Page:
And of course, it won't be a "Blazblue" review without mentioning our lord and savior Daisuke Ishiwatari. Once again, Daisuke kills it with the OST. While a lot of the work is re-used from "BBCP", the new songs in "BBCF" are absolutely wonderful and are some of my favorites in the entire franchise. The new material is really good, and it goes without saying that songs from Daisuke are probably some of my favorites in all of fighting games.

Run around and look like an idiot in the lobbies.

And here we go with the game's few problems, they're quite obvious actually. For one, the game looks really dated at this point. While the 2D sprites were absolutely beautiful when they first introduced it back then....its been nearly 8 years since they've used it, and compared to many other fighters out there, "Blazblue"'s 2D sprites really can't compare to the amazing graphics from other fighters like "Tekken", "MK" or even Arc System Work's other fighter, "GG Xrd". The story mode as well, its a lot of reading and very little interaction. We're staring at stills most of the time, which is getting a little stale at this point. Once again, other fighting game stories do it a lot better, once again, taking a nod at "GG Xrd", which pretty much has us watch a badass anime movie.

At the end of the day, "BBCF" closes out the "Blazblue" franchise nicely. This is the last "Blazblue" game we're going to be getting in awhile, and while its not confirmed that the franchise is finished for sure, this is what we're going to have to be satisfied with for a long time, and I can safely say that its a nice sendoff to an otherwise great fighting game franchise. Arc System Works have a lot of weight to carry, especially with updating "GG Xrd" and working on that new "Dragonball" fighting game that looks sick as hell. I only hope that when "Blazblue" does eventually make a return, it'll be with the 3D engine for much sicker experience.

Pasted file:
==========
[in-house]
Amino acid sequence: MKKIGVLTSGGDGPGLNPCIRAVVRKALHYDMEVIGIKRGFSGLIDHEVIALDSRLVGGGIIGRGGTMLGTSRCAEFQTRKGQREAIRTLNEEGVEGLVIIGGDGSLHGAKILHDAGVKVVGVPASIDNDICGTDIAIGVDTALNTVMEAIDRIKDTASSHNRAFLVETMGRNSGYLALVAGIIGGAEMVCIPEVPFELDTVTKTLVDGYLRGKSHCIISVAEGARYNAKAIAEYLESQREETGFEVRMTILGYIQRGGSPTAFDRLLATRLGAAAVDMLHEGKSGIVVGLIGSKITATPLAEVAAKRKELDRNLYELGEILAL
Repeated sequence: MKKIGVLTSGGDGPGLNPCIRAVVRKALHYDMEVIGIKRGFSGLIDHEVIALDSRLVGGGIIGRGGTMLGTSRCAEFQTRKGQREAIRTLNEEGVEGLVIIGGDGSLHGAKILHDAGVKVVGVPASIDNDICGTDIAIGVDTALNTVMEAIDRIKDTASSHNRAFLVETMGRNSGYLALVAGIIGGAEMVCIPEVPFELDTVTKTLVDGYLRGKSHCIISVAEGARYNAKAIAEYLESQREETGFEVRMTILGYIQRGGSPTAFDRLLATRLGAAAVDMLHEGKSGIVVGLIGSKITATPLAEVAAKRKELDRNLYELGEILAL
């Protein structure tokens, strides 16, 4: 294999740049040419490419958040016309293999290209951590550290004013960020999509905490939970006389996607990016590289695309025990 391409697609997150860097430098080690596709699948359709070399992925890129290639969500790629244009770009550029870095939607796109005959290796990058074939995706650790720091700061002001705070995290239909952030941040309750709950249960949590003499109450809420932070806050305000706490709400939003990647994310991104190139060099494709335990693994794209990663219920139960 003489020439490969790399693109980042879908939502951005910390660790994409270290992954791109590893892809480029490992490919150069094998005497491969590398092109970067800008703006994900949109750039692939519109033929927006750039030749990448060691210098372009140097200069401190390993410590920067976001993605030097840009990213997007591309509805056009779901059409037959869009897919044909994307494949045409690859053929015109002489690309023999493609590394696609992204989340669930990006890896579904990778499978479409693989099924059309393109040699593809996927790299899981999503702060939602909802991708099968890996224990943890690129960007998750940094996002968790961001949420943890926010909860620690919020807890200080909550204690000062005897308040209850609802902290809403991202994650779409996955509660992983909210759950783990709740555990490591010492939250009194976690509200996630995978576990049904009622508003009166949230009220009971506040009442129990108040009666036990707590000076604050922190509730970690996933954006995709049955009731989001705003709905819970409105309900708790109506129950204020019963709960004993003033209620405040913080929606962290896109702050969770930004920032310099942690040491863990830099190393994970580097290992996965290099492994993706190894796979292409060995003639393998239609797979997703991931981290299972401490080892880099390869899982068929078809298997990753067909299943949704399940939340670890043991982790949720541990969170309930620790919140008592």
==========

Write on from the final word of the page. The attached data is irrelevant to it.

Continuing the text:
Happy Gaming!

Opening Songs
OP 1 - Your Voice Becomes A Map (Saori Hayami)

Ending Songs
ED 1 - Page~The Story I Weave with You (eyelis)

Genre: Adventure, Drama, Fantasy, Romance

Episodes: 12

Another day another round of fairy tales and out fair share of snow whites. "Akagami No Shirayuki-Hime" is a romance show that I probably would have no business watching, but here I am anyway. The romance, medieval feel and pretty boys make their triumph return, in a second season that furthers the relationship between Shirayuki and Zen....except this time around, the focus isn't really there from the get go. Instead of building up the relationship between our two main characters, season 2 brings in more interesting and unique characters that get their fair share of relevance, making it a much more diverse experience this time around. Fans of the series should expect more of what we got in season 1, though if you're looking for a more conclusive act to the buildup between Zen and Shirayuki, you might be slightly disappointed. So fasten your seat belts and get ready for some anime romance tropes!

Honestly, Kiki needs more screen time.

The opening and ending theme of season 2 are relatively similar to those in season 1. The opening theme is "Your Voice Becomes A Map" by Saori Hayami, the seiyuu of the main character, Shirayuki. Its a simple and soothing opening theme that surely fits the show. The ending theme is "Page~The Story I Weave with You" by eyelis, which is a slow ballad that is quite easy to lose yourself into.

Rating: 7.5/10

The first half of season 2 is honestly pretty good compared to its second half. The story picks off after that of season 1, where our main heroine is forced to go into her old kingdom to mingle with the Prince Raji. The style and story progression here is very similar to that of season 1, much to the point where its almost easy to see what's coming. The characters here are yet again, a strong point of the series, with newcomers and old characters both having great dialogue paired with great character development (especially Raji). The story also takes a more serious turn for the season's 1st half which I enjoy a whole lot. The show takes a lot of bold step forward without taking too much risks, which is why the 2nd half of the season pales a bit in comparison to that of the stronger first half. Still, its fun to see these characters grow, though the show never really takes that extra step to solidifying the relationship between Shirayuki and Zen (if you're looking for that here, then I apologize).

Things get real snappy in the first half.